Every single e-commerce website out there uses cross-selling to expand their reach and help visitors get familiar with as many products as possible. So why not we apply the same idea to the content on our websites?
Getting more of your content to people
How can I help my visitors become familiar with as many products as I offer? – this question has been around for quite some time now. If you’re offering a single service, it’s not a question you would be quickly asking yourself. However, if you’re offering multiple services, you’re a shop selling products or even if you’re running a blog, I bet this question crosses your mind once in a while.
For quite some time now, e-commerce websites have been applying the concept of cross-selling. How often do you see suggested content such as “people who bought x, bought also y”? Although the whole point of using cross-selling is maximizing the profit, the idea behind is to expand the reach of the content on your site and help your users discover content they might not see otherwise.
Bind not bounce
With the increased effectiveness of search engines, it’s easier for people to find what they are looking for. If someone is not a member of your community, they will get what they came for, and likely never come back. Unless once again they will be looking for something and it’s your site that will appear high enough in the search results. As you can see this gives you a very small window of opportunity to get the attention of your visitors and turn them to becoming a member of your community.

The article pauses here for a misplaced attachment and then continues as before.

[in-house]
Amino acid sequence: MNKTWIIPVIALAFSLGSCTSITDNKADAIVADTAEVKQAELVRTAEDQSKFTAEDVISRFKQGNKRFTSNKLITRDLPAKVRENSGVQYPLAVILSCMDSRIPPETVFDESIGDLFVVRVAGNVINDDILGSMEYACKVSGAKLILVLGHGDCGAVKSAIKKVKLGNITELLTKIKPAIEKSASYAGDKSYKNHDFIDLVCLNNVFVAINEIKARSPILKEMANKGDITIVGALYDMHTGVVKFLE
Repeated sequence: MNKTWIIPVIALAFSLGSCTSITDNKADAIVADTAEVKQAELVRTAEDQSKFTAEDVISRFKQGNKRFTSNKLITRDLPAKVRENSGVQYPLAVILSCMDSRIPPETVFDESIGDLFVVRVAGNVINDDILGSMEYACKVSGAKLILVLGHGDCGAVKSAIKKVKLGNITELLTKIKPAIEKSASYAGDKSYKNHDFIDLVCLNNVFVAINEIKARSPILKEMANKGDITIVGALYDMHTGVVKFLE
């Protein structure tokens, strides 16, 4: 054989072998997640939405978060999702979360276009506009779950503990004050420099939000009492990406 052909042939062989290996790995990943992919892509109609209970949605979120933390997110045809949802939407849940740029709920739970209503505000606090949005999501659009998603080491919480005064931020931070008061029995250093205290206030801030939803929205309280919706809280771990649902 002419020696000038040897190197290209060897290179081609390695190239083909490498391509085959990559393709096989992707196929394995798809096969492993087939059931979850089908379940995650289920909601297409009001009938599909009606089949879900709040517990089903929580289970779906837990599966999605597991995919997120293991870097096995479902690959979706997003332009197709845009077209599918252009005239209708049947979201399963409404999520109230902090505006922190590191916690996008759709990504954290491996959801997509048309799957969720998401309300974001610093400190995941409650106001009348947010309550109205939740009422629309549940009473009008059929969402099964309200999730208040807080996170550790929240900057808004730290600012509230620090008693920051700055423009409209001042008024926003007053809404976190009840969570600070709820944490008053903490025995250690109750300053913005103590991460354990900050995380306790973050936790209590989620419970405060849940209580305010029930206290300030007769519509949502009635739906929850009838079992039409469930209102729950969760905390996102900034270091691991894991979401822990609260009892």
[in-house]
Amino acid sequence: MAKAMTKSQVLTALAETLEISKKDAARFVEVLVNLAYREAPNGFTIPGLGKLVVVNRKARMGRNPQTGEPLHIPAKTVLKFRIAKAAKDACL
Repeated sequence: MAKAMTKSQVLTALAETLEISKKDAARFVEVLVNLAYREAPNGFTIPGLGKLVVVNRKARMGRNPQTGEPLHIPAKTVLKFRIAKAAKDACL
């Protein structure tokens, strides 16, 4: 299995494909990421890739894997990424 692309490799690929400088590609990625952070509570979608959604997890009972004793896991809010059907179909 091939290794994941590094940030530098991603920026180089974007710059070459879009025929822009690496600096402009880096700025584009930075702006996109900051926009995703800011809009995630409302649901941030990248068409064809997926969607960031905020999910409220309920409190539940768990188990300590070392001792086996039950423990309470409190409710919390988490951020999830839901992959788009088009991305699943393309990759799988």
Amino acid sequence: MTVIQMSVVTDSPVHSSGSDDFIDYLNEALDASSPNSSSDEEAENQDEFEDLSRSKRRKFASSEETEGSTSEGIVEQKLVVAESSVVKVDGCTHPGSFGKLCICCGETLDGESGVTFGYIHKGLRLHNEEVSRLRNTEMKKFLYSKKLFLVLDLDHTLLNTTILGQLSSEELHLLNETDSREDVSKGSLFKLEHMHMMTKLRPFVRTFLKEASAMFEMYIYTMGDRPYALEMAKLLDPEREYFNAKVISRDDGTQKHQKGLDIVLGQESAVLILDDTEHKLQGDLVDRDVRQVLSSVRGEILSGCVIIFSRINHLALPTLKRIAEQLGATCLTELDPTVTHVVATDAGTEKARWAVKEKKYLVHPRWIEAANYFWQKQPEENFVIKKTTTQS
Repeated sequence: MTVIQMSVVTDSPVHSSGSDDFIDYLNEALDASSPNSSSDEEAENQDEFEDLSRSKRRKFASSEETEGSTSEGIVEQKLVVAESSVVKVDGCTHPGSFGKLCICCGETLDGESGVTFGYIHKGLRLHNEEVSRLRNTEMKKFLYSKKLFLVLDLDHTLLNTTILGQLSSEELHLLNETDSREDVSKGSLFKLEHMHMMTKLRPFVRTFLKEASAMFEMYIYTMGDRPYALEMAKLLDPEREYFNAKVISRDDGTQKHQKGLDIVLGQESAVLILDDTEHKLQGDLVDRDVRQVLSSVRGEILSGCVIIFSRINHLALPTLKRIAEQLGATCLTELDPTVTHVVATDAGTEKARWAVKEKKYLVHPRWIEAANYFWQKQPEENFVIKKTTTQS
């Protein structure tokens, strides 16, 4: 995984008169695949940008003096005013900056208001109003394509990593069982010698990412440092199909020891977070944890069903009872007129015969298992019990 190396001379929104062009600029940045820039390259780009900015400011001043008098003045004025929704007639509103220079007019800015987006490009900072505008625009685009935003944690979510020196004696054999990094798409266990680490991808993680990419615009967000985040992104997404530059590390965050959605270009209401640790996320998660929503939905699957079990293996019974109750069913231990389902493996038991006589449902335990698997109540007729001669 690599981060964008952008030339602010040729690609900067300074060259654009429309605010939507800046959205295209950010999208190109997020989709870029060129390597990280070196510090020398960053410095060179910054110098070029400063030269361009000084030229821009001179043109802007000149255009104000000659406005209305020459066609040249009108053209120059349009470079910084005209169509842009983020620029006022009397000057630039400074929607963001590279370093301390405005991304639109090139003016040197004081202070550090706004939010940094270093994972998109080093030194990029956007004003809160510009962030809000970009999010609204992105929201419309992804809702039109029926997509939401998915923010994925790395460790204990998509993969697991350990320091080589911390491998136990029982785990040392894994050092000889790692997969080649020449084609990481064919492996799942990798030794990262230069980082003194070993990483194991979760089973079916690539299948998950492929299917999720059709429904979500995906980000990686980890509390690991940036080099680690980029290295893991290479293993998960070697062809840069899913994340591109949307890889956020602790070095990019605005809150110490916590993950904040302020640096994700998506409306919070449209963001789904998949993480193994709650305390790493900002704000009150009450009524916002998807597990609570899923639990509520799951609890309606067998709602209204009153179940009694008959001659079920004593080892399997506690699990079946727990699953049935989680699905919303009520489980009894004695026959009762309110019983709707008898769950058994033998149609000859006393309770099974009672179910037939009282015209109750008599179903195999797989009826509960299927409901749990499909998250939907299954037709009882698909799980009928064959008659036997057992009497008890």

Expanding the reach of your content is not the only benefit that suggesting content to your visitors is offering you. Internet gives us access to countless communities and lot’s of information. The one thing that many of us are looking for is the feeling that the information that we’re looking at have been tailored specifically to us and our needs. Using content suggestions based on what other – “similar” people have looked at, could help you give your visitors the idea that they are not alone on your site and that people with similar interests are frequent users of your website.
So if e-commerce websites have been using cross-selling for expanding the reach of the content in their stores, why not use the same idea on a non-e-commerce website?
Cross-sell your content
The idea behind suggesting content to your visitors is very simple. All you have to do is to keep a list of pages that people visit, and the next time someone comes to a page, pick some other pages from your list, that have been visited by people who previously visited this particular page. And while this idea seems very simple, there a few things that you should consider.
There is no past
The list of visited pages is the backbone of content suggestions. The better you keep the track of which pages people have visited, the more accurate content suggestions you can deliver. But how should you deal with content suggestions at the very beginning when no historical information is available and people visit your site come from search engines, read the one page they have been looking for and leave your site?